Huggable Writing factor: 10/10
Girl Discovering Importance of her Voice factor: 10/10
Buy it for the one who likes: The Hate U Give by Angie Thomas, The House on Mango Street by Sandra Cisneros, Nina LaCour
Saints and Misfits
by S K Ali
Saints and Misfits is a “timely and authentic” (School Library Journal, starred review) debut novel that feels like a modern day My So-Called Life…starring a Muslim teen. There are three kinds of people in my world:
1. Saints, those special people moving the world forward. Sometimes you glaze over them. Or, at least, I do. They’re in your face so much, you can’t see them, like how you can’t see your nose.
2. Misfits, people who don’t belong. Like me–the way I don’t fit into Dad’s brand-new family or in the leftover one composed of Mom and my older brother, Mama’s-Boy-Muhammad. Also, there’s Jeremy and me. Misfits. Because although, alliteratively speaking, Janna and Jeremy sound good together, we don’t go together. Same planet, different worlds. But sometimes worlds collide and beautiful things happen, right?
3. Monsters. Well, monsters wearing saint masks, like in Flannery O’Connor’s stories. Like the monster at my mosque. People think he’s holy, untouchable, but nobody has seen under the mask.
Religious by Choice Main Character factor: 10/10
Swift Kick to Your Feelings factor: 10/10
Buy it for the one who likes: My So-Called Life, The Way I Used to Be by Amber Smith, Jenny Han
TW: Sexual Assault
Glory O’Brien’s History of the Future
by A S King
TW: mention of suicide
In this masterpiece about freedom, feminism, and destiny, Printz Honor author A.S. King tells the epic story of a girl coping with devastating loss at long last–a girl who has no idea that the future needs her, and that the present needs her even more.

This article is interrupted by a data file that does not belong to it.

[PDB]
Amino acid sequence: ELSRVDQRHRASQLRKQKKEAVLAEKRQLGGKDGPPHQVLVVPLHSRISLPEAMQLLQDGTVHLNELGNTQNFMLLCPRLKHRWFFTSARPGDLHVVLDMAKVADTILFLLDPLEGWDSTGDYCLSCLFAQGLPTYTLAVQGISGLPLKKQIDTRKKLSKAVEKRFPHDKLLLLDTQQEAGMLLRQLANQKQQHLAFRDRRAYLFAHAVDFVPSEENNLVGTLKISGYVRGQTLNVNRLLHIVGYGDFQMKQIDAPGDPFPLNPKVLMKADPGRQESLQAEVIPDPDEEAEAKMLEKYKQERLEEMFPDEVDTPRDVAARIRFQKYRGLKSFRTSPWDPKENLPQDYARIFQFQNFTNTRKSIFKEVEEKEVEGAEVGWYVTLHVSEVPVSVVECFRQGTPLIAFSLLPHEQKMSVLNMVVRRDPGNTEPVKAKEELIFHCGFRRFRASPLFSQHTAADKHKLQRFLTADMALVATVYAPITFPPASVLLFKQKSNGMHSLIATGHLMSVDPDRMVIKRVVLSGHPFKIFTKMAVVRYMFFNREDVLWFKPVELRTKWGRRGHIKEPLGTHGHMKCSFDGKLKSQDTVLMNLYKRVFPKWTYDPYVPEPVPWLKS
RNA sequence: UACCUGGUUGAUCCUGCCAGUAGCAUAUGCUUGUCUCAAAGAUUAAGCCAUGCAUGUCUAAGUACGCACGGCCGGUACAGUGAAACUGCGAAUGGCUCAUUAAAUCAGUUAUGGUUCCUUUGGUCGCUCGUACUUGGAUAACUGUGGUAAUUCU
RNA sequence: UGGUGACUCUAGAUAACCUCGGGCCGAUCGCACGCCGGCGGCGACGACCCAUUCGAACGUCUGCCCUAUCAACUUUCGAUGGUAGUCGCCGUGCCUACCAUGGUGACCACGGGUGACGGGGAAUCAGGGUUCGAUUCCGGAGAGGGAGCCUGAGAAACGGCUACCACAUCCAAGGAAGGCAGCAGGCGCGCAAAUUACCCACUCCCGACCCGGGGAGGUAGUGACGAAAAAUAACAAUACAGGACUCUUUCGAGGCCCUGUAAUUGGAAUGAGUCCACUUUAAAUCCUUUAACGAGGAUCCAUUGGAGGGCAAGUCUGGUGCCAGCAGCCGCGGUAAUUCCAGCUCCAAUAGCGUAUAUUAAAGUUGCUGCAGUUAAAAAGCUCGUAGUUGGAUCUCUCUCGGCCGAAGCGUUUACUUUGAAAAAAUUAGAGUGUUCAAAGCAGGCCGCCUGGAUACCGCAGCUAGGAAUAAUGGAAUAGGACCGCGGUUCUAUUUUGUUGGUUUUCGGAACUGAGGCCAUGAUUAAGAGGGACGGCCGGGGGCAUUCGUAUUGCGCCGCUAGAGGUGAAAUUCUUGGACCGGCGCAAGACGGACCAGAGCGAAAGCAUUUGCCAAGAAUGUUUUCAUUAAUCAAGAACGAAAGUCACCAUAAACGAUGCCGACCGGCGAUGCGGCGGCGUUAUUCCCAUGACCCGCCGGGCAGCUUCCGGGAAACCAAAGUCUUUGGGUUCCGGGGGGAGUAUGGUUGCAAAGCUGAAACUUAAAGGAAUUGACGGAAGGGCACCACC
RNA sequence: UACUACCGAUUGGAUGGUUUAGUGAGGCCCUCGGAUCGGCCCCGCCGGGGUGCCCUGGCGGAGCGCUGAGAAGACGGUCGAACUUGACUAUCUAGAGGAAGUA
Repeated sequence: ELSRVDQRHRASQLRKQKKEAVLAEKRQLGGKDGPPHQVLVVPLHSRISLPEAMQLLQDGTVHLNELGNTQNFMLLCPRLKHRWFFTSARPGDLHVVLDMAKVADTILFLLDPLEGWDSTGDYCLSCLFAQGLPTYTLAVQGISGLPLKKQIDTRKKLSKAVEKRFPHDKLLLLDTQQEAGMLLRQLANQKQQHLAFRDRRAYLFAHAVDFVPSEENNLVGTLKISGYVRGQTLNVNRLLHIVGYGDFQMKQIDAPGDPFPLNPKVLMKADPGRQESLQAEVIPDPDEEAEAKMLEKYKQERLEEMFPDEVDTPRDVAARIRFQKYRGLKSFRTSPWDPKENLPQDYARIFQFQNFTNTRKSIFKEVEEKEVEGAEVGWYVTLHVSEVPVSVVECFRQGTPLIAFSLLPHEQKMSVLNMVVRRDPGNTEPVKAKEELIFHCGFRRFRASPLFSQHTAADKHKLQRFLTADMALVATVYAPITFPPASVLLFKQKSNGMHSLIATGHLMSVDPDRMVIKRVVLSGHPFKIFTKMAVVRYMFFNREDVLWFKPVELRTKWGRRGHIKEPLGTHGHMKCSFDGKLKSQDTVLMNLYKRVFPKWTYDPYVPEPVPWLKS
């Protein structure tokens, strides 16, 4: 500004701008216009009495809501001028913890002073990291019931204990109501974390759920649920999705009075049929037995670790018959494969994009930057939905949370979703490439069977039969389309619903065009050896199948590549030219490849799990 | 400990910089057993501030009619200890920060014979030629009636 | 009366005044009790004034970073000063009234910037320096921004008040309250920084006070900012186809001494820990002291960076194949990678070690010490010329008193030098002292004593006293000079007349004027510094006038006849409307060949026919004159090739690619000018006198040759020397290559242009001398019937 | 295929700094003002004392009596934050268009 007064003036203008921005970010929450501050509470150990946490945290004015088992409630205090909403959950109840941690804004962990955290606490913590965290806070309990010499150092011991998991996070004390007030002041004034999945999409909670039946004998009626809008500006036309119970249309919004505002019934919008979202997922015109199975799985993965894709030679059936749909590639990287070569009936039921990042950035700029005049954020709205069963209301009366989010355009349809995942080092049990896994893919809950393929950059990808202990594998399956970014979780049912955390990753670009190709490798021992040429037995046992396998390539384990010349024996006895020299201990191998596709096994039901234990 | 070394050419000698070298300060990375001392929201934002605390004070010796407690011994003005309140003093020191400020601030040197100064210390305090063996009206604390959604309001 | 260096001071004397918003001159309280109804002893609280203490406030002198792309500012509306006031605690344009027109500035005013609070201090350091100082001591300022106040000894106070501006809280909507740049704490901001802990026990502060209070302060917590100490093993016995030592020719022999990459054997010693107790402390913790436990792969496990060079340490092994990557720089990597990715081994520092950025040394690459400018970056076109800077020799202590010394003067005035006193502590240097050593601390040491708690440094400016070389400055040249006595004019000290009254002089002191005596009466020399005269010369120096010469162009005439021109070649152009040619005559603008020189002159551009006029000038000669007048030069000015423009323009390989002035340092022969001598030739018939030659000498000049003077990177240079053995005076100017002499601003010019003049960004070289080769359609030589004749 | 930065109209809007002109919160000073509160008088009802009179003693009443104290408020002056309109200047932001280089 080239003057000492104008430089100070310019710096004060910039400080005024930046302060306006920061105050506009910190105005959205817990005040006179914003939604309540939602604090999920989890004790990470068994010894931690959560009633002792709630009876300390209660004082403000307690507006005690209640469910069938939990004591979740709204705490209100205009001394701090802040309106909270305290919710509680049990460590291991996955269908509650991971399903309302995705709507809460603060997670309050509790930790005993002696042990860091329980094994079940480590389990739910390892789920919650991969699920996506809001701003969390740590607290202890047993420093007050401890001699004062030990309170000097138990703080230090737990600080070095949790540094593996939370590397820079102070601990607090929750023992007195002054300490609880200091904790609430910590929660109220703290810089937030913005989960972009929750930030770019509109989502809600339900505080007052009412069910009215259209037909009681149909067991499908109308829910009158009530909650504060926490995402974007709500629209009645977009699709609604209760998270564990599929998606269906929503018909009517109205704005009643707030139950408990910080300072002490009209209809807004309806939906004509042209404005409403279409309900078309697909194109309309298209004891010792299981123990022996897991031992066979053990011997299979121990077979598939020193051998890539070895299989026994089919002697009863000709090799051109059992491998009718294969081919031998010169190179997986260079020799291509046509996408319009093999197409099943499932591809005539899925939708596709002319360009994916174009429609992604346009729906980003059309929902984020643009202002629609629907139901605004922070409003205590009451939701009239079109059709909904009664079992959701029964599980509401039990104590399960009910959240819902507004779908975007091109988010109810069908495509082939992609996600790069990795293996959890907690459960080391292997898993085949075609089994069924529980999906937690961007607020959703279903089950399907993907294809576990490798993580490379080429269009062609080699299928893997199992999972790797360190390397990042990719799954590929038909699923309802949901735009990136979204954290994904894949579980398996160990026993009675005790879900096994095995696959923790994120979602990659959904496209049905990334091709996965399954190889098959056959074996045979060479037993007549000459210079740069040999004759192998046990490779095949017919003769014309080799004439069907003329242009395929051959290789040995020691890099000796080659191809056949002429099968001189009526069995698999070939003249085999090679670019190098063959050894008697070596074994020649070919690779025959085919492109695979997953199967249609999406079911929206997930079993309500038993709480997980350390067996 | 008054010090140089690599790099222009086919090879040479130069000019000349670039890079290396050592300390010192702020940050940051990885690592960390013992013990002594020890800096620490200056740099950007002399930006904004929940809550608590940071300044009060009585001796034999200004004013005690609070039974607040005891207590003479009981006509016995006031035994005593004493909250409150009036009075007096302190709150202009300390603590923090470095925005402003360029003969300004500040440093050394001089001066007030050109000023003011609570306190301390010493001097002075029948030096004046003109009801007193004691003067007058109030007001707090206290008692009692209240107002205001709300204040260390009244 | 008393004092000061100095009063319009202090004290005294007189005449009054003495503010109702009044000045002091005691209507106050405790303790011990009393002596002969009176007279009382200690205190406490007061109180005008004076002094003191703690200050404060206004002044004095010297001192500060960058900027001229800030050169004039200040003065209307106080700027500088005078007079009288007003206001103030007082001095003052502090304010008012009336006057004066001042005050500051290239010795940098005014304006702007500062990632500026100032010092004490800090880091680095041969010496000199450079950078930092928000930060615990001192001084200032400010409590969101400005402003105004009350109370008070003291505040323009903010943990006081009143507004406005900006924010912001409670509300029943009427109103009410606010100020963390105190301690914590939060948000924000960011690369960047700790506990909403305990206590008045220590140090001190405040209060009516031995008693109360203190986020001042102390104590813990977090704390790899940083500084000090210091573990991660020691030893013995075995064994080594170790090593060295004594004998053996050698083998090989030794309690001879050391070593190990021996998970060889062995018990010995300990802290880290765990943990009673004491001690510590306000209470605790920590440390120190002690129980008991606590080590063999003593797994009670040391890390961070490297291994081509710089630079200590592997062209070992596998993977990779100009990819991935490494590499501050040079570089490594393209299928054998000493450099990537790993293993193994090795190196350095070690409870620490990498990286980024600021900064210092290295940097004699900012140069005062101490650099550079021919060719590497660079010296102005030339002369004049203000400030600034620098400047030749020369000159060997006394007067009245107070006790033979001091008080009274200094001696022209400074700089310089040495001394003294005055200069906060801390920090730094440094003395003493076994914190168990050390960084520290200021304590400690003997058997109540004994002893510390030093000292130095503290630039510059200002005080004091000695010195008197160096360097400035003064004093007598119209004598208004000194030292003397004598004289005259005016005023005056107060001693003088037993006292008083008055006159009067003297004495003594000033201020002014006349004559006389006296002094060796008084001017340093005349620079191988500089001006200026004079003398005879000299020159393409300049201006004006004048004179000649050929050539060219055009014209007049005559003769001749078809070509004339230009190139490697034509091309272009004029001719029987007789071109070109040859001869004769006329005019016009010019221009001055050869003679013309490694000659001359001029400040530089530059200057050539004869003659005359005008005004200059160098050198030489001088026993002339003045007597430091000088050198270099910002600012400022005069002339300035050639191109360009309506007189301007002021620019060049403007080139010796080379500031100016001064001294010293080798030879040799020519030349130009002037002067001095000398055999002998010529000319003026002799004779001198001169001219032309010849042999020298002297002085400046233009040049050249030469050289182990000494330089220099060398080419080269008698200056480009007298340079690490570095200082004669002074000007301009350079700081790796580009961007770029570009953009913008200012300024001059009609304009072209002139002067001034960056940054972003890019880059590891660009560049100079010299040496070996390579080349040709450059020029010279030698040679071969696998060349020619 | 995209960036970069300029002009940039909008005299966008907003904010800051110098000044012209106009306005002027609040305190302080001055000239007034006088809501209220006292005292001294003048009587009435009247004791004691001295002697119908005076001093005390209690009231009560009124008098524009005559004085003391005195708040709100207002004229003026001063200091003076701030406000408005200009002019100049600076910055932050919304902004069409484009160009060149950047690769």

Graduating from high school is a time of limitless possibilities–but not for Glory, who has no plan for what’s next. Her mother committed suicide when Glory was only four years old, and she’s never stopped wondering if she will eventually go the same way…until a transformative night when she begins to experience an astonishing new power to see a person’s infinite past and future. From ancient ancestors to many generations forward, Glory is bombarded with visions–and what she sees ahead of her is terrifying: A tyrannical new leader raises an army. Women’s rights disappear. A violent second civil war breaks out. And young girls vanish daily, sold off or interned in camps. Glory makes it her mission to record everything she sees, hoping her notes will somehow make a difference. She may not see a future for herself, but she’ll do anything to make sure this one doesn’t come to pass
“WTF Did I Just Read” factor: 10/10
Wibbly Wobbly Time factor: 10/10
Buy it for the one who likes: Moxie by Jennifer Mathieu, The Handmaid’s Tale
How it Went Down
by Kekla Magoon
When sixteen-year-old Tariq Johnson dies from two gunshot wounds, his community is thrown into an uproar. Tariq was black. The shooter, Jack Franklin, is white.
In the aftermath of Tariq’s death, everyone has something to say, but no two accounts of the events line up. Day by day, new twists further obscure the truth.
Tariq’s friends, family, and community struggle to make sense of the tragedy, and to cope with the hole left behind when a life is cut short. In their own words, they grapple for a way to say with certainty: This is how it went down.